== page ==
Monday, March 25, 2013

Four stages left on the Kübler-Ross model


Apparently this one has been around for a while, but somehow (probably due to my prior monk-like existence in the rescue house) I had missed it until recently when the bus I was riding on passed a sign bearing the slogan.

Dilma’s catchphrase for the country is not quite as blunt as the literal translation in English: A rich country, a country without poverty, but its ambiguities have not gone unnoticed by other domestic bloggers, so that at best it remains wishful thinking and at worst an expression of delusional arrogance.

I heard on the radio one of the many “public service announcements” letting the people know just how wonderful the government is. It’s all very Orwellian. They don’t have the media blackouts (blanket bans on self-aggrandizing publicity and new populist policy announcements by the incumbent ruling party) close to election time which are enforced in other countries, so it’s little surprise that the frequency of such publicity increased in past months and - even though the elections for the state legislature are long over - the soggy posters continue to litter the streets.

Repeat a mantra enough times - it seems - and the people will believe it.
Repetition is used everywhere—advertising, politics and the media—but does it really persuade us?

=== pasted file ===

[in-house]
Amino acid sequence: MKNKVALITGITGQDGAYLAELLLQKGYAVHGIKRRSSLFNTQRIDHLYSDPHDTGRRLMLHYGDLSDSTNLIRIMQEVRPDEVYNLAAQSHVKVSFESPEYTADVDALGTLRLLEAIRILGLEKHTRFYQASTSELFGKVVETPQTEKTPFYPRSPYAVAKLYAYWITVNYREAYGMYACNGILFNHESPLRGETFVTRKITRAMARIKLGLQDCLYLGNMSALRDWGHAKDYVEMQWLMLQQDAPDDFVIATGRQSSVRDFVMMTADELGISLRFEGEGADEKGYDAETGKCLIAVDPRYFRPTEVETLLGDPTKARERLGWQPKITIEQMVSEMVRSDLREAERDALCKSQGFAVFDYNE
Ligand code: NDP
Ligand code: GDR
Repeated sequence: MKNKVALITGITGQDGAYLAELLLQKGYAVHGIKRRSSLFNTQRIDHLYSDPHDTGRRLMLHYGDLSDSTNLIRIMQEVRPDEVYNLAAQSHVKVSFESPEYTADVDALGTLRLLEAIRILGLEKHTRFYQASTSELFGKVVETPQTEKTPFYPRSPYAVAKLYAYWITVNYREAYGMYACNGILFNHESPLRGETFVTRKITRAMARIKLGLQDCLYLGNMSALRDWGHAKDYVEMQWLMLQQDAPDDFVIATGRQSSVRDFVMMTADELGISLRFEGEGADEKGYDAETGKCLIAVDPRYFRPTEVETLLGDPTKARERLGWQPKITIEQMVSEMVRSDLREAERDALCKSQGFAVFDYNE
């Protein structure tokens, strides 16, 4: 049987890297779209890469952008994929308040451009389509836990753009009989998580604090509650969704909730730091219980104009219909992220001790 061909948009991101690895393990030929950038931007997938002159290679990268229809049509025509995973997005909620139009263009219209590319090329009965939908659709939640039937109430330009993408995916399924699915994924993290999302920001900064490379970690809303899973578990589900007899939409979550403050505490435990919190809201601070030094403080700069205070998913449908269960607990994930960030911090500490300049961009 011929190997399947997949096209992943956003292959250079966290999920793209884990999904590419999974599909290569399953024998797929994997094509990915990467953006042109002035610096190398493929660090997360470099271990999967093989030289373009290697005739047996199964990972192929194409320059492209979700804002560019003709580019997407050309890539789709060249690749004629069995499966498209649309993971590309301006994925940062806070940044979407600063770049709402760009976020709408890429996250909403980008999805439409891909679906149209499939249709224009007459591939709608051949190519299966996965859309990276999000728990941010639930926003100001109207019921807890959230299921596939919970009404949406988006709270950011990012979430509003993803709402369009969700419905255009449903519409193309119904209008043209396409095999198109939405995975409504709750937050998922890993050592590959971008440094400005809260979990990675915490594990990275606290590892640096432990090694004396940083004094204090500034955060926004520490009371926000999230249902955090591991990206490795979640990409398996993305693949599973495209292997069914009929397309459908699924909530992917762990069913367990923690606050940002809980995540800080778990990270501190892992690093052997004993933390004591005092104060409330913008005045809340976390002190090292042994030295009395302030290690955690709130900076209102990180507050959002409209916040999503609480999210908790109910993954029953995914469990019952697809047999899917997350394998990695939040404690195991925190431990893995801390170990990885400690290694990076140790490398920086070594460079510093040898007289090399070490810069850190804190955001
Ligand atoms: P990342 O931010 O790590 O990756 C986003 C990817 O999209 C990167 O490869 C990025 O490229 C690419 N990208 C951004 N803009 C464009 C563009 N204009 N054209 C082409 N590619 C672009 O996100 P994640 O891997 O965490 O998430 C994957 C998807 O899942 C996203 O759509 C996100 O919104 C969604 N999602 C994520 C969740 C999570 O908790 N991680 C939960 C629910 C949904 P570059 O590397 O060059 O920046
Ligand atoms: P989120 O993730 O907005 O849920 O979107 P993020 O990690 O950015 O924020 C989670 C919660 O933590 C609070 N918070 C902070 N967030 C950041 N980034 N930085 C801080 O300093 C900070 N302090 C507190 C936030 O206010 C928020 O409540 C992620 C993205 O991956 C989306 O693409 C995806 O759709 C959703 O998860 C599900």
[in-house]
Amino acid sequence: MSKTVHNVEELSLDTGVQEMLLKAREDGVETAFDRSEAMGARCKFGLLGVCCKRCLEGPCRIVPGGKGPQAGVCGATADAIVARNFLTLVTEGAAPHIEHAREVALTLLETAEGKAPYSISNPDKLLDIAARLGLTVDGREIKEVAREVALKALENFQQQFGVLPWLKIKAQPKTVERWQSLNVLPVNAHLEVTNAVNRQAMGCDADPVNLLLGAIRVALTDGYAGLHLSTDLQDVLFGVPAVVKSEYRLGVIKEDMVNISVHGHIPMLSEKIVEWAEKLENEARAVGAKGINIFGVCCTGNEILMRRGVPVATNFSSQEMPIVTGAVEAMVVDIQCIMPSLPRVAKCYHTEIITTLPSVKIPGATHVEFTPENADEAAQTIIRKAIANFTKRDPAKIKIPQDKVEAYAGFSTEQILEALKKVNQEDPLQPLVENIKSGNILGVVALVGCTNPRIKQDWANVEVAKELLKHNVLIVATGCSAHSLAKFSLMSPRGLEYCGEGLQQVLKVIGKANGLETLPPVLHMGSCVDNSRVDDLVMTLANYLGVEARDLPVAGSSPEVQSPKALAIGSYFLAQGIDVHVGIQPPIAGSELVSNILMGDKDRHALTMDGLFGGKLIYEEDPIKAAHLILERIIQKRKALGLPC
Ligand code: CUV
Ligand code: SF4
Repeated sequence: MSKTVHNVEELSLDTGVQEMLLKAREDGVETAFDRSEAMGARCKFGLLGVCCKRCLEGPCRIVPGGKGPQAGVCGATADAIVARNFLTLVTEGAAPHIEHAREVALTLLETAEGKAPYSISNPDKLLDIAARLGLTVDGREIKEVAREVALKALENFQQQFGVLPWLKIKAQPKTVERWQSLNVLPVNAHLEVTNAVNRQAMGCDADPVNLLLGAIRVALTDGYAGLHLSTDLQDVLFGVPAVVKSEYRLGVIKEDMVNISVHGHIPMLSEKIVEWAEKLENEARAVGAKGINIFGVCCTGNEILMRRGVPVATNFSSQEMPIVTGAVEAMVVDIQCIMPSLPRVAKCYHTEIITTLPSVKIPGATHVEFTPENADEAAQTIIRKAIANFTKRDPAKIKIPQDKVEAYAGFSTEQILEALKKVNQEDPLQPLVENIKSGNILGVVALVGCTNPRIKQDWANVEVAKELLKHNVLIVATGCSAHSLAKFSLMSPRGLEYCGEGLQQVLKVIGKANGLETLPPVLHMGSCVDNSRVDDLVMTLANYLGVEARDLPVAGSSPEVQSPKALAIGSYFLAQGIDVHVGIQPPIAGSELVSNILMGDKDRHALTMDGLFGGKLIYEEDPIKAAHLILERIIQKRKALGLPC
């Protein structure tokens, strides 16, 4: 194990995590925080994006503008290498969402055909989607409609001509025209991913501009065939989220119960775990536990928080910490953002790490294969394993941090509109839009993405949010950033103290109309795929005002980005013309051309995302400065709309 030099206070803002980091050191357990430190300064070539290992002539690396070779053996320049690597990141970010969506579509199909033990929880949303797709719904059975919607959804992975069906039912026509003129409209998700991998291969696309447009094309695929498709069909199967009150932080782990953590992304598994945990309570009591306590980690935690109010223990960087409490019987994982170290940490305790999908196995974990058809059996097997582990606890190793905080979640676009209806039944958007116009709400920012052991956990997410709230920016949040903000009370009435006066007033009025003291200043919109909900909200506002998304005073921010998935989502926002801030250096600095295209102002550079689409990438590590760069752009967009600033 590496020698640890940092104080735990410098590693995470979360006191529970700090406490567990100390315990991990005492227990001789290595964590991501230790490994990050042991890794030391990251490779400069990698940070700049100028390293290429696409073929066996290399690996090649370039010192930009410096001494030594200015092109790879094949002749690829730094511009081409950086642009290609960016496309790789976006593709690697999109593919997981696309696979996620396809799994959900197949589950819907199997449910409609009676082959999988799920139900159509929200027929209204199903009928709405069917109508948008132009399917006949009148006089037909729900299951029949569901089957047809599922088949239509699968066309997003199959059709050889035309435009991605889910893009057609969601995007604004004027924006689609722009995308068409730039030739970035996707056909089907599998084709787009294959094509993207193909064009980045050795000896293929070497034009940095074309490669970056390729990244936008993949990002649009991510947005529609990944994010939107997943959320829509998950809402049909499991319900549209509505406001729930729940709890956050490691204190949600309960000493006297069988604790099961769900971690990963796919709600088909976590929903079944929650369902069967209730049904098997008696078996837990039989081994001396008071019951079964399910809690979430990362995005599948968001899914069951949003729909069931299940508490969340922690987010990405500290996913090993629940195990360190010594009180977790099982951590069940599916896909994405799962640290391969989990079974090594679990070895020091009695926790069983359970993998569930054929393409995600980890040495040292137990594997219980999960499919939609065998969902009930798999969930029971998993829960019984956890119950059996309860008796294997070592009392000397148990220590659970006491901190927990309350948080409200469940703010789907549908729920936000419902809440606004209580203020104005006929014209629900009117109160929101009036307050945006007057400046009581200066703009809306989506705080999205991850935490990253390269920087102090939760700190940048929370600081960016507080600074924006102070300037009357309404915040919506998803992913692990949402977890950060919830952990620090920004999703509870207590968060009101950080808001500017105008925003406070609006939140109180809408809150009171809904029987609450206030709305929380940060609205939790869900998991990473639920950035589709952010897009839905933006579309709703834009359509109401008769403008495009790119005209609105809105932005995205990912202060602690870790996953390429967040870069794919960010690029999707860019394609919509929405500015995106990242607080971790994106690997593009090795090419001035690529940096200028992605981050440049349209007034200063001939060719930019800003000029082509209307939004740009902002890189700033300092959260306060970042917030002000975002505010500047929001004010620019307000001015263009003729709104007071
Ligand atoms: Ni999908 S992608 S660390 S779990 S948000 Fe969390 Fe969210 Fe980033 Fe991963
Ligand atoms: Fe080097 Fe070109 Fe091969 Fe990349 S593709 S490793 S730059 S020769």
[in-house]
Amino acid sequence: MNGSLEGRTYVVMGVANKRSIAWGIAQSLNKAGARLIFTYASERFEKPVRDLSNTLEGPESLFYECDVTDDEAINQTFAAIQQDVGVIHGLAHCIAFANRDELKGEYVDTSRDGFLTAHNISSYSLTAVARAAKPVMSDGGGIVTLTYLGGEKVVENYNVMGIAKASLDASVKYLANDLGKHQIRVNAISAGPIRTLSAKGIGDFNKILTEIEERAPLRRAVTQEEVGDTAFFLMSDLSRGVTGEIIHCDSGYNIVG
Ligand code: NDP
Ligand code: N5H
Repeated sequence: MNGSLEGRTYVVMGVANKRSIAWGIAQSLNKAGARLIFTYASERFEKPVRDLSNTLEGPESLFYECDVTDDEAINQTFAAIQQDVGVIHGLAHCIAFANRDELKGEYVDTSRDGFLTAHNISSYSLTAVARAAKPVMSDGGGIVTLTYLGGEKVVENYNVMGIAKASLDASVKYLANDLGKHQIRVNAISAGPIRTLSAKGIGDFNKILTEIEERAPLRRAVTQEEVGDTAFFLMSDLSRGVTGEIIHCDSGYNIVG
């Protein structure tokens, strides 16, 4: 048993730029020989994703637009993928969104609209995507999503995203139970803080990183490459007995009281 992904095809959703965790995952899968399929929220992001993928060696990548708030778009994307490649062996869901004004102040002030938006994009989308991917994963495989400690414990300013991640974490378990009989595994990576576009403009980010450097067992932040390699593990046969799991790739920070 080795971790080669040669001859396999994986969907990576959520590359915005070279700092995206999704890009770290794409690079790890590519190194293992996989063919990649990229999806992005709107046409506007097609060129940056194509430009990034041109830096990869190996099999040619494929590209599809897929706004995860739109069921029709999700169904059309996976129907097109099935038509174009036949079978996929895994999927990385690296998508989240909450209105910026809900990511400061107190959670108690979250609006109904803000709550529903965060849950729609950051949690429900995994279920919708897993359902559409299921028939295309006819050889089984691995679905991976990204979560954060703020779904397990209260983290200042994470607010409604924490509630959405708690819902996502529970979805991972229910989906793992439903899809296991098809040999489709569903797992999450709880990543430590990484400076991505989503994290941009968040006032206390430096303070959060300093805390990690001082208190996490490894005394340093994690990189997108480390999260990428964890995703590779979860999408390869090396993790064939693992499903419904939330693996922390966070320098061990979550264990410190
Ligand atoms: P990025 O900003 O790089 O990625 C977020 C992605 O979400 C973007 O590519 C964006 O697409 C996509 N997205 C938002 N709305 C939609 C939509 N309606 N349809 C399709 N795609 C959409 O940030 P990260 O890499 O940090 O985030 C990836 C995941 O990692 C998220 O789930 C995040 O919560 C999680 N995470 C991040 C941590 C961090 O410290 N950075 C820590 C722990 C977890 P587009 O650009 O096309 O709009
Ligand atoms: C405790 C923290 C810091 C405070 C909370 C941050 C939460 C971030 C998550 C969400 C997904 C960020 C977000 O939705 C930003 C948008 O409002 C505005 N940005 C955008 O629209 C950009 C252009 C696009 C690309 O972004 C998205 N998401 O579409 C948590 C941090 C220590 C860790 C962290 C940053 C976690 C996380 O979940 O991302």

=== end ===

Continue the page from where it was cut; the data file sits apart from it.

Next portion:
It seems too simplistic that just repeating a persuasive message should increase its effect, but that’s exactly what psychological research finds (again and again). Repetition is one of the easiest and most widespread methods of persuasion. In fact it’s so obvious that we sometimes forget how powerful it is.  
People rate statements that have been repeated just once as more valid or true than things they’ve heard for the first time. (…)  
This is what psychologists call the illusion of truth effect and it arises at least partly because familiarity breeds liking. As we are exposed to a message again and again, it becomes more familiar. Because of the way our minds work, what is familiar is also true. Familiar things require less effort to process and that feeling of ease unconsciously signals truth (this is called cognitive fluency). (…)  
Repetition is effective almost across the board when people are paying little attention, but when they are concentrating and the argument is weak, the effect disappears (Moons et al., 2008). In other words, it’s no good repeating a weak argument to people who are listening carefully. 
[Source]
And so, with an element of truth, this rebranding of the country is simply genius: not only for the mash-up of the words “Federal Government” and “Brasil” in a single logo (the two should, of course, be distinguishable in the mind of the discerning reader), but also for the fact that in certain pockets of São Paulo, Rio de Janeiro or any of the other more prosperous cities, the argument for wealth itself (at least, economic wealth as distinct from - say - natural or cultural, etc.) could easily be made: apparently we’re number 6 on the list of cities with the most billionaires (Forbes authoritatively tells me) and home to more billionaires than any city in the Southern Hemisphere.

But for the 192,999,974 people remaining one can only assume that the rebranding is meant to bolster the self-esteem of the middle classes (and encourage them to spend more) while keeping the rest in denial. And is not denial merely the first stage of grieving?

Good Grief glasses: drink your way to acceptance

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